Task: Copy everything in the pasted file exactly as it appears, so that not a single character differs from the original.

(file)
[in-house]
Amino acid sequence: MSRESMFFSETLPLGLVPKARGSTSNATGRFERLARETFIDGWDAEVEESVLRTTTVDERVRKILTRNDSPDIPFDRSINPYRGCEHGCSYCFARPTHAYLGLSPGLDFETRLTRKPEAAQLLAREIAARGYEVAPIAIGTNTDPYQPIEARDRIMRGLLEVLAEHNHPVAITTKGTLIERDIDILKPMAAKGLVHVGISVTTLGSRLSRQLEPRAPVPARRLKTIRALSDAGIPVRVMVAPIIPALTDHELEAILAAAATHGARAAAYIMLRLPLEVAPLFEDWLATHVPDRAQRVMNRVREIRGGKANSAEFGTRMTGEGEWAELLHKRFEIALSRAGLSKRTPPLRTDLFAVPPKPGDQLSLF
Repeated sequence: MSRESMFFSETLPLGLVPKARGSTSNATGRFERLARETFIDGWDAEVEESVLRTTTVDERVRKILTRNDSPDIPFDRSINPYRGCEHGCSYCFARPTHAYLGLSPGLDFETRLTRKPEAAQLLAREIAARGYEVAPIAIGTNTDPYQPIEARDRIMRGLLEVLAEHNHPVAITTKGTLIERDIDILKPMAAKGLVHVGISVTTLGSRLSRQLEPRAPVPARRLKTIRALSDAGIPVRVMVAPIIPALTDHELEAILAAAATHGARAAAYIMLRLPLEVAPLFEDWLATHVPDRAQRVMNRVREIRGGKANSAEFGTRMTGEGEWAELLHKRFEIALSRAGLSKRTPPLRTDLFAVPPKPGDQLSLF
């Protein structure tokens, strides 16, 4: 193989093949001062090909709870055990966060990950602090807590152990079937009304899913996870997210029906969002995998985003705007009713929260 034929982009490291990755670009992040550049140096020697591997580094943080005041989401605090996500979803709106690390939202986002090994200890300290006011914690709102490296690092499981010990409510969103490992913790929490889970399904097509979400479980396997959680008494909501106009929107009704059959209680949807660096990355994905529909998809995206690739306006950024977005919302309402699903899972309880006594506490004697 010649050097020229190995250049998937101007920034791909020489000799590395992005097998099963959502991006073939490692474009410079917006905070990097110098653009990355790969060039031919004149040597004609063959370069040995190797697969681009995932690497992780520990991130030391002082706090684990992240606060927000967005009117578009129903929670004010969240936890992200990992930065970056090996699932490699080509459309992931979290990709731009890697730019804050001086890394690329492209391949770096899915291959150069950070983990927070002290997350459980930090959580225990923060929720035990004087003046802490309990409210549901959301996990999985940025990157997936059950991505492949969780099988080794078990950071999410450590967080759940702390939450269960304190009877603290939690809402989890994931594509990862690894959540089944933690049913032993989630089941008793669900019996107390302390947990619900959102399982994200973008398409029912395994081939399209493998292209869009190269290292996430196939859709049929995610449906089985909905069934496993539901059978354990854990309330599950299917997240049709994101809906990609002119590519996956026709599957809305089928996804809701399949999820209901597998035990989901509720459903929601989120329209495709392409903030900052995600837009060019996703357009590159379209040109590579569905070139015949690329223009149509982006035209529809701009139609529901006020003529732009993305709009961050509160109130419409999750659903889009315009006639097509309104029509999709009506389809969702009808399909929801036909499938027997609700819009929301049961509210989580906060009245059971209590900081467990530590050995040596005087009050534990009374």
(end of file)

[in-house]
Amino acid sequence: MSRESMFFSETLPLGLVPKARGSTSNATGRFERLARETFIDGWDAEVEESVLRTTTVDERVRKILTRNDSPDIPFDRSINPYRGCEHGCSYCFARPTHAYLGLSPGLDFETRLTRKPEAAQLLAREIAARGYEVAPIAIGTNTDPYQPIEARDRIMRGLLEVLAEHNHPVAITTKGTLIERDIDILKPMAAKGLVHVGISVTTLGSRLSRQLEPRAPVPARRLKTIRALSDAGIPVRVMVAPIIPALTDHELEAILAAAATHGARAAAYIMLRLPLEVAPLFEDWLATHVPDRAQRVMNRVREIRGGKANSAEFGTRMTGEGEWAELLHKRFEIALSRAGLSKRTPPLRTDLFAVPPKPGDQLSLF
Repeated sequence: MSRESMFFSETLPLGLVPKARGSTSNATGRFERLARETFIDGWDAEVEESVLRTTTVDERVRKILTRNDSPDIPFDRSINPYRGCEHGCSYCFARPTHAYLGLSPGLDFETRLTRKPEAAQLLAREIAARGYEVAPIAIGTNTDPYQPIEARDRIMRGLLEVLAEHNHPVAITTKGTLIERDIDILKPMAAKGLVHVGISVTTLGSRLSRQLEPRAPVPARRLKTIRALSDAGIPVRVMVAPIIPALTDHELEAILAAAATHGARAAAYIMLRLPLEVAPLFEDWLATHVPDRAQRVMNRVREIRGGKANSAEFGTRMTGEGEWAELLHKRFEIALSRAGLSKRTPPLRTDLFAVPPKPGDQLSLF
């Protein structure tokens, strides 16, 4: 193989093949001062090909709870055990966060990950602090807590152990079937009304899913996870997210029906969002995998985003705007009713929260 034929982009490291990755670009992040550049140096020697591997580094943080005041989401605090996500979803709106690390939202986002090994200890300290006011914690709102490296690092499981010990409510969103490992913790929490889970399904097509979400479980396997959680008494909501106009929107009704059959209680949807660096990355994905529909998809995206690739306006950024977005919302309402699903899972309880006594506490004697 010649050097020229190995250049998937101007920034791909020489000799590395992005097998099963959502991006073939490692474009410079917006905070990097110098653009990355790969060039031919004149040597004609063959370069040995190797697969681009995932690497992780520990991130030391002082706090684990992240606060927000967005009117578009129903929670004010969240936890992200990992930065970056090996699932490699080509459309992931979290990709731009890697730019804050001086890394690329492209391949770096899915291959150069950070983990927070002290997350459980930090959580225990923060929720035990004087003046802490309990409210549901959301996990999985940025990157997936059950991505492949969780099988080794078990950071999410450590967080759940702390939450269960304190009877603290939690809402989890994931594509990862690894959540089944933690049913032993989630089941008793669900019996107390302390947990619900959102399982994200973008398409029912395994081939399209493998292209869009190269290292996430196939859709049929995610449906089985909905069934496993539901059978354990854990309330599950299917997240049709994101809906990609002119590519996956026709599957809305089928996804809701399949999820209901597998035990989901509720459903929601989120329209495709392409903030900052995600837009060019996703357009590159379209040109590579569905070139015949690329223009149509982006035209529809701009139609529901006020003529732009993305709009961050509160109130419409999750659903889009315009006639097509309104029509999709009506389809969702009808399909929801036909499938027997609700819009929301049961509210989580906060009245059971209590900081467990530590050995040596005087009050534990009374």